This is why the highly developed native cultures of Europe, for example, are phasing themselves out of history with fertility rates far below the replacement rate of 2.1 children per woman. And worries about their shrinking work force which must support an increasingly aged population have led them to welcome the immigration that will ultimately put an end to those cultures.
And this is why liberal Jews will soon be disappearing as a distinct group in American society: their affluence together with a lack of national feeling – which is also the reason they are attracted to anti-Israel politics – leads them to put their personal gratification before any Jewish consciousness that they may have. They have fewer children, and don’t see a downside to intermarriage.
This also applies to the bitter anti-Zionist Left in Israel, the ones that advise their (few) children to refuse to be serve in the IDF. But for this very reason – they too will be gone soon – I don’t see them as a major threat to Israel’s national consciousness.
Someone said to me at Toledo’s lecture that while the immigration of the Ethiopians was a big success, their absorption has been less so. I disagree. We are just beginning to see the first generation of Ethiopian Jews born in Israel, and they are Israeli in every way. The usual problems of immigrants – prejudice, crime, poverty – are fading away, and in another generation or two will be gone. Jews from Ethiopia are finding their places in our society, including having plenty of children of their own.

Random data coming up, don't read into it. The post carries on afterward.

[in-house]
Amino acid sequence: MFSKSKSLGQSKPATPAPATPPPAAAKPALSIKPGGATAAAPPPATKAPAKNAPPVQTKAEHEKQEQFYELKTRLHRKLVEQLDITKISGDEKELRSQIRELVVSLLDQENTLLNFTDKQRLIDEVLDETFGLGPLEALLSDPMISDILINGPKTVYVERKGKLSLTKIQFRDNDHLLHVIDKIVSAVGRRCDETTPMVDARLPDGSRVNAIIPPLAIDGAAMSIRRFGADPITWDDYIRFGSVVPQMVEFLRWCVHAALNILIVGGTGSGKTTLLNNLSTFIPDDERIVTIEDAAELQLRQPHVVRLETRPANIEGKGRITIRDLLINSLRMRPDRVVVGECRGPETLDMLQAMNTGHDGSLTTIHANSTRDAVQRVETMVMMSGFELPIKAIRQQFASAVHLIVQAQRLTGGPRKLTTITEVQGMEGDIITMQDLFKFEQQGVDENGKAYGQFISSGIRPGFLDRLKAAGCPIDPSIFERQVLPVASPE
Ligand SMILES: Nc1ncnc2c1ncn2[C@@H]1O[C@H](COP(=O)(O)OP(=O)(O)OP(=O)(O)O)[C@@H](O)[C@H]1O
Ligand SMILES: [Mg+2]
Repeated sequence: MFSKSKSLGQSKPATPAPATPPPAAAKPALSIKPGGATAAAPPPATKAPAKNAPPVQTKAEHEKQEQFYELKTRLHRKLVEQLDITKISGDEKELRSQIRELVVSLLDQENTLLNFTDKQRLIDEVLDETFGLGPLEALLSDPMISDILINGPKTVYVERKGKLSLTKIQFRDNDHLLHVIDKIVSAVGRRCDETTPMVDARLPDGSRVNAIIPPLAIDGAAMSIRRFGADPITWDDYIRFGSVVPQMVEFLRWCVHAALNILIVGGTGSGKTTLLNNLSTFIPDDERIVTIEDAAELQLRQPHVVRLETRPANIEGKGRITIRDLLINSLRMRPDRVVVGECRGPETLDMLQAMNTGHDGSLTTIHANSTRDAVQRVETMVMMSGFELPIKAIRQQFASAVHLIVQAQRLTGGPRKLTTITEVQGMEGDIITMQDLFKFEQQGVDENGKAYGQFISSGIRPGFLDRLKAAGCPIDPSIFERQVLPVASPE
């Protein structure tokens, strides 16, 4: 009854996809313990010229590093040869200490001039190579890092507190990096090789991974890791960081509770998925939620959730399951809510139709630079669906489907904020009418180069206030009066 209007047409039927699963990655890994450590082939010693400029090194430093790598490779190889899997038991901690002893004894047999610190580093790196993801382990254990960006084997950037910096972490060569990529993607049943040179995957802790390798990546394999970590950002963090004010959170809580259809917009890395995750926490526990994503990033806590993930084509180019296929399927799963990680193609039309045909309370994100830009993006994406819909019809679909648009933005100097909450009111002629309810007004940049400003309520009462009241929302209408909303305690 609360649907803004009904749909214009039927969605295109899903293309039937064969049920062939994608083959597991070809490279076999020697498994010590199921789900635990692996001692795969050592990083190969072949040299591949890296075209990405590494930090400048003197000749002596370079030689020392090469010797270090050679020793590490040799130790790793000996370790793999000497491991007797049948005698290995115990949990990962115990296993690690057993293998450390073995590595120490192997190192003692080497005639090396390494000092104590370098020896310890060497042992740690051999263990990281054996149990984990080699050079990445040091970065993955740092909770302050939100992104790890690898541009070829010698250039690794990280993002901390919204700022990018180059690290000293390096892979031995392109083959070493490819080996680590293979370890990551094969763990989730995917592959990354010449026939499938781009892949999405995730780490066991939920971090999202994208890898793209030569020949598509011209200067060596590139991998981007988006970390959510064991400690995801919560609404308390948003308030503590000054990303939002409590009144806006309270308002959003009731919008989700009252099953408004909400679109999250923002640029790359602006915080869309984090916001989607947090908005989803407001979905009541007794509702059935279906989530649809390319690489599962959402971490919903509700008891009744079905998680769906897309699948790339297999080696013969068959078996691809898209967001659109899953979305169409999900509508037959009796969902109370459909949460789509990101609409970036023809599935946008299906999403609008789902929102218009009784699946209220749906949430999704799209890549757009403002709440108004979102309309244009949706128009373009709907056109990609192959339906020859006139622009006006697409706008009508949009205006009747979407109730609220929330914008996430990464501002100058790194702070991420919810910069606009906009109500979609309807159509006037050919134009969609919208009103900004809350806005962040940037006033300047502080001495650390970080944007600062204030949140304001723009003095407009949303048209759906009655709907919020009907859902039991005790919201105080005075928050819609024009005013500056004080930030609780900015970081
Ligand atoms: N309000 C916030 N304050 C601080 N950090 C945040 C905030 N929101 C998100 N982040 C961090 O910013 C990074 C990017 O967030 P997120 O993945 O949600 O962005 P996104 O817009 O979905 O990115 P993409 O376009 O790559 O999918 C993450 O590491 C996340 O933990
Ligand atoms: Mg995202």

Today Israel is militarily the most powerful nation in the region – we’ve just demonstrated that to the Iranian regime – and an economic powerhouse, but we are also vulnerable due to our small size. Begin realized that we need more than military strength to survive – we need to care about each other and our nation.
And despite the sometimes deafening disagreements, we do.